In a market otherwise dominated by global behemoths like Mondelez and Nestle, Indian bean-to-bar chocolate makers are carving a niche of their own. From about a handful of such brands a few years back, the market has grown to a mix of some 20-odd big and small players today, say experts. Thanks to the growing share of local consumers who are prone to travelling and exploring varied products, creating room for new, young firms with distinct propositions to build businesses.

Mansi Reddy, director - brand and partnerships at premium bean-to-bar maker Mason & Co observes: “People are looking for some sort of novelty, new items and flavours every single time. Consumers are evolving and they want to move beyond the regular flavours like a caramel or a fruit and nut when it comes to chocolates.”

The value of the Indian bean-to-bar market is estimated to be about ₹26.6 crore currently at retail value. The segment is expected to grow 60% year-on-year for the next five years to touch ₹200 crore by 2026 on the back of rising consumer demand, according to primary and secondary research conducted by Cocoatrait, which describes itself as the country's first bean-to-bar chocolate concept advocate.

India has about 20 bean-to-bar producers and the count is estimated to go up to 250 producers by 2026. Most companies operating in the space typically sell via a mix of general and offline trade channels and through their own websites as of now. Given that the market is still evolving, most firms are yet to launch exclusive brick-and-mortar outlets.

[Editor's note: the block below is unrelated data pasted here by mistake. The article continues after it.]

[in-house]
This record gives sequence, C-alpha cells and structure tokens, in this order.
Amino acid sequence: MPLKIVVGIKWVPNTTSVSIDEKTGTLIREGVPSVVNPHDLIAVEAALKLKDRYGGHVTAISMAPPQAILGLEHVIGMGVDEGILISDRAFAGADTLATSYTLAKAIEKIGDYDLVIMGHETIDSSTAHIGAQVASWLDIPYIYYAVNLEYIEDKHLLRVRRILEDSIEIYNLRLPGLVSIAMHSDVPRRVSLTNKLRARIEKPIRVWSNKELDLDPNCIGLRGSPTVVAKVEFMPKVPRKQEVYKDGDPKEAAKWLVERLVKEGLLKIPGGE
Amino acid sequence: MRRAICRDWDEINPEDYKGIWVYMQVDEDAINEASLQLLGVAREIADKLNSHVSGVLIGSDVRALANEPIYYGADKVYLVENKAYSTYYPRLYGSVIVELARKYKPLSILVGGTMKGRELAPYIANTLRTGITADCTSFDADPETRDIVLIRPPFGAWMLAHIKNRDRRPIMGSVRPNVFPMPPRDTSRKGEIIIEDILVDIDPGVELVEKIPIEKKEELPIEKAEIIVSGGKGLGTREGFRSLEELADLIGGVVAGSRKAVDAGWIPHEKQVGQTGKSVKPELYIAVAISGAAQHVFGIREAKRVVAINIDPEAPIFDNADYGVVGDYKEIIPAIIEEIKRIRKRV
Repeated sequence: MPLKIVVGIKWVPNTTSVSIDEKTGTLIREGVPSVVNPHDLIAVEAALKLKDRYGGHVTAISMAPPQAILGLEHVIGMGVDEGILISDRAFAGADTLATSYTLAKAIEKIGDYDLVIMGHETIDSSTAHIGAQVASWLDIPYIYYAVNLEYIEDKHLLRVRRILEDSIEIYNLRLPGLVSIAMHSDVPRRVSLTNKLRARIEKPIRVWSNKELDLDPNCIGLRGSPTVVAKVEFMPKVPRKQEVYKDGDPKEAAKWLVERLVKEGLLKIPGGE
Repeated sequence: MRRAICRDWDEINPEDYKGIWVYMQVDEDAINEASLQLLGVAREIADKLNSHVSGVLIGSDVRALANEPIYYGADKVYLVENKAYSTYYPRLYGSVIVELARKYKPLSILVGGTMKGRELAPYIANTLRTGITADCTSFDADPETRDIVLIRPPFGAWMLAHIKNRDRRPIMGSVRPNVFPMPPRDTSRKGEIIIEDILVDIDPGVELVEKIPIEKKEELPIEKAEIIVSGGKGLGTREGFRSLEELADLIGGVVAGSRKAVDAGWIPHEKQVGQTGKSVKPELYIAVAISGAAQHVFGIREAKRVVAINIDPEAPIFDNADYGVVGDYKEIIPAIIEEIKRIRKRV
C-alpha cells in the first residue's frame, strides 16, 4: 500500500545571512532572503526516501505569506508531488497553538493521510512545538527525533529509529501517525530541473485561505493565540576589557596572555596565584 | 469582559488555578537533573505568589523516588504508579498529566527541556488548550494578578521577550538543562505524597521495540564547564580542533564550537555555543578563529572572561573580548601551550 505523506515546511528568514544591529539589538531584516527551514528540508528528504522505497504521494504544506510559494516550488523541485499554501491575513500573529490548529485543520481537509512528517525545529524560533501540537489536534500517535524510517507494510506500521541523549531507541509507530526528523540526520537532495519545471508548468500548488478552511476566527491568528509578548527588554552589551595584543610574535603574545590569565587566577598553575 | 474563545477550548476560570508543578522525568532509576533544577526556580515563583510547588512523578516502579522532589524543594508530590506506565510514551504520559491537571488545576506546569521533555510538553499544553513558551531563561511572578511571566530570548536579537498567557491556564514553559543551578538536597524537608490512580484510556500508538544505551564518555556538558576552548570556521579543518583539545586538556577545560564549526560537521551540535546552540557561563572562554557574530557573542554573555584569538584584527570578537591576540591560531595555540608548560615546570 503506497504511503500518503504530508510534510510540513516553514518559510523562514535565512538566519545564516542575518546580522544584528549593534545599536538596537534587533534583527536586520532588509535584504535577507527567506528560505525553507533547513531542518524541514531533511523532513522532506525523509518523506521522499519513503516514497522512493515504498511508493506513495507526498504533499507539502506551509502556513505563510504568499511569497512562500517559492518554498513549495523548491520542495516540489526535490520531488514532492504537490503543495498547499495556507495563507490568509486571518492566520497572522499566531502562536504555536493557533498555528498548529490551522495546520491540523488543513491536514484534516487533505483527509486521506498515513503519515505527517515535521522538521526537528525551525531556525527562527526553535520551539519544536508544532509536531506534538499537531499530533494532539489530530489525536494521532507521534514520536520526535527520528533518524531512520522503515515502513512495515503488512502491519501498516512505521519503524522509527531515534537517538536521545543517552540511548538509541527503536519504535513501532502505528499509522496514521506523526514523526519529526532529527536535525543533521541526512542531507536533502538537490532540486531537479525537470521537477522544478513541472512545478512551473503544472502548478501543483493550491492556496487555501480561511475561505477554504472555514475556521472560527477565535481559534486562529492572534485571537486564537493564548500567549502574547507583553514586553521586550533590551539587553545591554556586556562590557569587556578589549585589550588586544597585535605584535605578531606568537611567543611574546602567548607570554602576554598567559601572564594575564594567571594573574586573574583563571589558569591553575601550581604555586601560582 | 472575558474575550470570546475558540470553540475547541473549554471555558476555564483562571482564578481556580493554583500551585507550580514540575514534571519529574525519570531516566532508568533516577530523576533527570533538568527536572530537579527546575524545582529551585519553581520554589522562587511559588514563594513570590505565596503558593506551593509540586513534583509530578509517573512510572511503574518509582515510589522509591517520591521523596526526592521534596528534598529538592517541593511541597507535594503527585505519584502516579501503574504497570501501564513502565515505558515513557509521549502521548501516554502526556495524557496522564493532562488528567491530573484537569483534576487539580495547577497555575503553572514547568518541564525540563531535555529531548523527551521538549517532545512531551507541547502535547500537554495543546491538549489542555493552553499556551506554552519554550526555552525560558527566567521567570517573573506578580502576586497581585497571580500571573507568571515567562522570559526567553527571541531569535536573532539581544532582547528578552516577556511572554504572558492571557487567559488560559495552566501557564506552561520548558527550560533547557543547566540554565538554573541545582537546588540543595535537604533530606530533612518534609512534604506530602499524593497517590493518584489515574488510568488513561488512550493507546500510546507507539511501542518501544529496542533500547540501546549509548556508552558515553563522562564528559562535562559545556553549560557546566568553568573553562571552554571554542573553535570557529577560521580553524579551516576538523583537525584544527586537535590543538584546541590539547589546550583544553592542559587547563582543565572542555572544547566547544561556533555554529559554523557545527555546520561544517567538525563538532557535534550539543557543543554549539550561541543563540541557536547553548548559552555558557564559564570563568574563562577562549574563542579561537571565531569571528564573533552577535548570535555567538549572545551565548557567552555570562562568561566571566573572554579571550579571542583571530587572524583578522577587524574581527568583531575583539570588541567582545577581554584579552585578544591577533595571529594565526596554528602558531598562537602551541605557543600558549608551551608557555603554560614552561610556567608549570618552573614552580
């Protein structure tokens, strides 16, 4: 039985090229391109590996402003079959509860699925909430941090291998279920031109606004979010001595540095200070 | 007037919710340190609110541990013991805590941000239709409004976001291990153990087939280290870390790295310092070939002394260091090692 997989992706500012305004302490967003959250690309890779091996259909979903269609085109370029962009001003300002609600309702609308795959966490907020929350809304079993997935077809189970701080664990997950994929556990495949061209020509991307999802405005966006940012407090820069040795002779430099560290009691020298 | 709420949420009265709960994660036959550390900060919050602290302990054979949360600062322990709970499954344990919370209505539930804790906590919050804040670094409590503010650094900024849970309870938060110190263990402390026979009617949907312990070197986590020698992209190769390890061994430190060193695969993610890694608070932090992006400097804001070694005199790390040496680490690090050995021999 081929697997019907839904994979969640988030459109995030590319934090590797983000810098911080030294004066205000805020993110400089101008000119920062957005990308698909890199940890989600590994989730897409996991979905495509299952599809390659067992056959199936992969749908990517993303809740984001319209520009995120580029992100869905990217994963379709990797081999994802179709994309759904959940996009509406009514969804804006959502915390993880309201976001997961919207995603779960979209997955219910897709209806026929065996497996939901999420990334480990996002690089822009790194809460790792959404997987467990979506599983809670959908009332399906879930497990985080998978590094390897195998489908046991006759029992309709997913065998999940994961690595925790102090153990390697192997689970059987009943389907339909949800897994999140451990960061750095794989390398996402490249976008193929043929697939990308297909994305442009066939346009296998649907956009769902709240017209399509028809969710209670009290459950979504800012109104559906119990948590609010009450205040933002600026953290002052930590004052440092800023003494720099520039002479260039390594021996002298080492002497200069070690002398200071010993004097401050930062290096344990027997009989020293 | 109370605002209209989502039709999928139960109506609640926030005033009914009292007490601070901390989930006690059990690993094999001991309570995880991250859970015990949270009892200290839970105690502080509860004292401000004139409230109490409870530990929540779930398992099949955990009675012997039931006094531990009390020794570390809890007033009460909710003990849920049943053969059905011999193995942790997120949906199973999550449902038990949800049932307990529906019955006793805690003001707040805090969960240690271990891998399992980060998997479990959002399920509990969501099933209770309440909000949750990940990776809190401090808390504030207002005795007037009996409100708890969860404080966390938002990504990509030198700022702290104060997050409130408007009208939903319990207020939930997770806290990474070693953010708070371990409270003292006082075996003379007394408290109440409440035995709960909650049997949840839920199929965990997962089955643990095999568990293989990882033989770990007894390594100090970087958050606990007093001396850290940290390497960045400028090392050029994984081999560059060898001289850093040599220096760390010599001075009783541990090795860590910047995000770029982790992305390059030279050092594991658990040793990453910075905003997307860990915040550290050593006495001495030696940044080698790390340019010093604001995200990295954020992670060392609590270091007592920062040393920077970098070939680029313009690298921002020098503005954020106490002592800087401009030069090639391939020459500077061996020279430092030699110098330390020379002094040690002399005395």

The pandemic has only given fillip to the bean-to-bar chocolate market, says Devansh Ashar, partner at Pascati which is based in Mumbai. Like consumers in the West, Indians are now reading the contents of a chocolate pack to educate themselves about the kind of products they are consuming. The bean-to-bar chocolates use only organically grown and non refined ingredients sourced directly from the farms. They are processed without the use of any synthetic flavour enhancers, stabilisers, emulsifiers or preservatives, using stone-based refining technology to avoid metal contamination, explains L Nitin Chordia, founder at Cocoatrait.

Also, dark chocolates are by definition vegan as they are devoid of milk powder, points out Ashar. When the brand forayed into the space in 2015 equipped with a small manufacturing facility in Daman, volumes were less than 300 chocolate bars a month or under 20 kilograms. Today, Pascati, which has moved to a bigger manufacturing facility in Maharashtra’s Palghar sells about 5,000 chocolate bars a month and during festivities like Diwali, the company sells up to 9,000 bars. The brand’s chocolate bars are priced between ₹280-315 for serving of 75 grams per pack.

Kochi-based two-year old bean-to-bar chocolate brand Paul And Mike’s bars are priced between ₹250-275. “Our aim was to give the quality of a Latin American chocolate at the price of a Lindt,” says business head Vikas Temani. Temani claims that the business is growing three times every year.